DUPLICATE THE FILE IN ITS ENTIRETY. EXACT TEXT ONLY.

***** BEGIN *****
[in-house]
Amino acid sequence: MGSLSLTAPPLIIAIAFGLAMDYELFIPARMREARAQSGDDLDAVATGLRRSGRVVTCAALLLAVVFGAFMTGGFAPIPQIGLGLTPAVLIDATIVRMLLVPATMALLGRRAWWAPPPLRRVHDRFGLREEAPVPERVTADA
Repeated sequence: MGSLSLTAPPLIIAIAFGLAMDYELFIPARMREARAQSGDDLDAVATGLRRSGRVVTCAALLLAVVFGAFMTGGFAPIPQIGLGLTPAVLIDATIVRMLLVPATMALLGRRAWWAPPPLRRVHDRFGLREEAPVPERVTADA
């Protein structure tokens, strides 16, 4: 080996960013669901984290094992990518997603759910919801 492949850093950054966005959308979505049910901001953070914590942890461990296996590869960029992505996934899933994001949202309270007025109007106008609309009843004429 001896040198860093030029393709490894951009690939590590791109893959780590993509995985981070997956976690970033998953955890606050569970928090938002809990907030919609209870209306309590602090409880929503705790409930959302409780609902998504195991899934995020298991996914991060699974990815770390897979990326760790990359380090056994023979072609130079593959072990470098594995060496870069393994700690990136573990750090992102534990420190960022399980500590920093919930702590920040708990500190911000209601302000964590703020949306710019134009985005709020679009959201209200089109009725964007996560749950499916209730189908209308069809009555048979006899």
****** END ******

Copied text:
[in-house]
Amino acid sequence: MGSLSLTAPPLIIAIAFGLAMDYELFIPARMREARAQSGDDLDAVATGLRRSGRVVTCAALLLAVVFGAFMTGGFAPIPQIGLGLTPAVLIDATIVRMLLVPATMALLGRRAWWAPPPLRRVHDRFGLREEAPVPERVTADA
Repeated sequence: MGSLSLTAPPLIIAIAFGLAMDYELFIPARMREARAQSGDDLDAVATGLRRSGRVVTCAALLLAVVFGAFMTGGFAPIPQIGLGLTPAVLIDATIVRMLLVPATMALLGRRAWWAPPPLRRVHDRFGLREEAPVPERVTADA
């Protein structure tokens, strides 16, 4: 080996960013669901984290094992990518997603759910919801 492949850093950054966005959308979505049910901001953070914590942890461990296996590869960029992505996934899933994001949202309270007025109007106008609309009843004429 001896040198860093030029393709490894951009690939590590791109893959780590993509995985981070997956976690970033998953955890606050569970928090938002809990907030919609209870209306309590602090409880929503705790409930959302409780609902998504195991899934995020298991996914991060699974990815770390897979990326760790990359380090056994023979072609130079593959072990470098594995060496870069393994700690990136573990750090992102534990420190960022399980500590920093919930702590920040708990500190911000209601302000964590703020949306710019134009985005709020679009959201209200089109009725964007996560749950499916209730189908209308069809009555048979006899």